It has been proposed that male-like morphs in female Odonata serve to protect females from being harassed by males. This theory was supported by the fact that female polymorphism occurs more often in species where males search for mates, versus families in which males are territorial (whereby females can avoid harassment by avoidance). The situation is actually somewhat more complicated than that -- beyond the scope of this post. A paper reviewing female andromorphs, various explanations, and evolutionary history is listed and linked to below. It cites a study (done in Michigan, coincidentally) giving the frequency of andromorphs in Eastern Forktails as 2% of 553 individuals and 0 out of 386 others. My specimen will be housed at the University of Michigan's Museum of Zoology Insect Collection.

As an aside, Russet-tipped Clubtails (Stylurus plagiatus) are increasing in number at the same site. A few very teneral individuals were found, along with a number of older ones, and a pair in tandem. Here's a cooperative male:

The evolution and frequency of female color morphs in Holarctic Odonata: why are male-like females typically the minority? (PDF). Ola M. Fincke, Reinhard Jödicke, Dennis R. Paulson and Thomas D. Schultz. 2005. International Journal of Odonatology: 183-212.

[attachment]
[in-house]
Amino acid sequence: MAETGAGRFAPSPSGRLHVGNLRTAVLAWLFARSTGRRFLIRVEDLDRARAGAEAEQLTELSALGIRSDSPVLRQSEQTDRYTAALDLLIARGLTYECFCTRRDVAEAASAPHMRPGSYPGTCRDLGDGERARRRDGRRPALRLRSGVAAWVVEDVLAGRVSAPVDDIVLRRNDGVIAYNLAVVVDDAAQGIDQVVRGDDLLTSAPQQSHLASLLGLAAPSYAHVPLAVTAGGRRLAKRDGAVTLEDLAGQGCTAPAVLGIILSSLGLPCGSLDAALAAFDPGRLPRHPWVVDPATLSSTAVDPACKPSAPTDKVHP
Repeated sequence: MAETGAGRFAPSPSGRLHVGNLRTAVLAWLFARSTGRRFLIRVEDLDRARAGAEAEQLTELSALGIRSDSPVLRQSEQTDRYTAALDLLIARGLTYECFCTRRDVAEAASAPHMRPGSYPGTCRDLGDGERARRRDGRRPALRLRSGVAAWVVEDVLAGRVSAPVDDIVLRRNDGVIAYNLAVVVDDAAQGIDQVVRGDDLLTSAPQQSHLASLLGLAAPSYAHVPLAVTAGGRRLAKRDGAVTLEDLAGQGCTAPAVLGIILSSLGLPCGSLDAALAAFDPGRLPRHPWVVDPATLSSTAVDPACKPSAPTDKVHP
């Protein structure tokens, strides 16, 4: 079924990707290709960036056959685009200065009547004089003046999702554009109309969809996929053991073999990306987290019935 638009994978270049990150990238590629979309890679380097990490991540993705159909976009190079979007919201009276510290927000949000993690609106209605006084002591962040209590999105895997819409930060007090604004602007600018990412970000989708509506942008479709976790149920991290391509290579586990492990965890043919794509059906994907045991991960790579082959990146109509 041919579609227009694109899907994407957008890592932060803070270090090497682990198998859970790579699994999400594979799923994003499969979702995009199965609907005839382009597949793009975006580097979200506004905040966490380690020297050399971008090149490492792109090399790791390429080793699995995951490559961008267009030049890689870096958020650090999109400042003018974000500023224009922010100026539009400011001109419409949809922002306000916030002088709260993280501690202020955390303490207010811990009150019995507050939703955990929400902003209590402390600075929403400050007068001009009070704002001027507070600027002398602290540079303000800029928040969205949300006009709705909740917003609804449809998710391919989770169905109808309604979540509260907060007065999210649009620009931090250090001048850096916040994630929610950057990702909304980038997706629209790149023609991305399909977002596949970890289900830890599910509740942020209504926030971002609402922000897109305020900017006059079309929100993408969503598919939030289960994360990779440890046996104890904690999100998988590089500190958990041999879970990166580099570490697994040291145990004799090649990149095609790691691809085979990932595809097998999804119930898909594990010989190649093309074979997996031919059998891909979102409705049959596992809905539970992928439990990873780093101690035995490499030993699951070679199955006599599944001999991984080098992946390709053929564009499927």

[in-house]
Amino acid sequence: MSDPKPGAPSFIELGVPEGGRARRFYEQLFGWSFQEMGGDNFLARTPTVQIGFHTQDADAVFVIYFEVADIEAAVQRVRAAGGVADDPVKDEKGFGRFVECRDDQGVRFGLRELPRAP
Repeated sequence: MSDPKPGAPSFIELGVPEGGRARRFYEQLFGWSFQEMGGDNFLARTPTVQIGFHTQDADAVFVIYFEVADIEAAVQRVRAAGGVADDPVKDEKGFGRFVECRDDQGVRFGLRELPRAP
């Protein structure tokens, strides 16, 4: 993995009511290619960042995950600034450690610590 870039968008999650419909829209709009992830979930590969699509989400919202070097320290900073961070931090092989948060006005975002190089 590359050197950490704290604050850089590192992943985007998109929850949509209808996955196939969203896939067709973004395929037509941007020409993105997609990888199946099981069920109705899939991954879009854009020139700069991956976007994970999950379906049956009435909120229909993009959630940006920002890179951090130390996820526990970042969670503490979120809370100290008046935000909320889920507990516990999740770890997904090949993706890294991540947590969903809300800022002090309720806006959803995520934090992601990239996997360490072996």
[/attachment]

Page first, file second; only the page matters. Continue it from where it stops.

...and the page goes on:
[1] Vulvar spine = point on the underside of the 8th abdominal segment in some damselflies; Eastern Forktails have one, Fragile Forktails (I. posita, the other common forktail in my area) do not.

[2] Prothorax and mesostigmal plates = structures behind the head of female Odonata that enable the male claspers to fit and lock on when the pair are in a mating wheel.

14 July 2007

Best population of Great Blue Skimmers

Yesterday, I was doing some bird work in an undersurveyed area in Riverview, a downriver community of Wayne Co. Young Patriot's Park is a place I'd been a couple of times -- ball fields, a playground, library, basketball courts, and a woodlot at the northern end. The name stems from the period (1956-1962) when the site was a Nike missile base.